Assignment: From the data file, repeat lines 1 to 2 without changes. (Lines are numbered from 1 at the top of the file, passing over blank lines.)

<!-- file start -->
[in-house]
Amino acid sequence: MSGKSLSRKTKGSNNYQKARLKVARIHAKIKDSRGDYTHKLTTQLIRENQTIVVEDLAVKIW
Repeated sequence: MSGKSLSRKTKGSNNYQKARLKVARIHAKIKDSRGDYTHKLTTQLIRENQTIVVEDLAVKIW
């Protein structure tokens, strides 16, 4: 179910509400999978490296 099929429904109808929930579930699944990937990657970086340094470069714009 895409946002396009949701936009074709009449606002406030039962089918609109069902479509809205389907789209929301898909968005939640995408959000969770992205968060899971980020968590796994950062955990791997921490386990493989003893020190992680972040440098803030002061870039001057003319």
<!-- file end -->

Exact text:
[in-house]
Amino acid sequence: MSGKSLSRKTKGSNNYQKARLKVARIHAKIKDSRGDYTHKLTTQLIRENQTIVVEDLAVKIW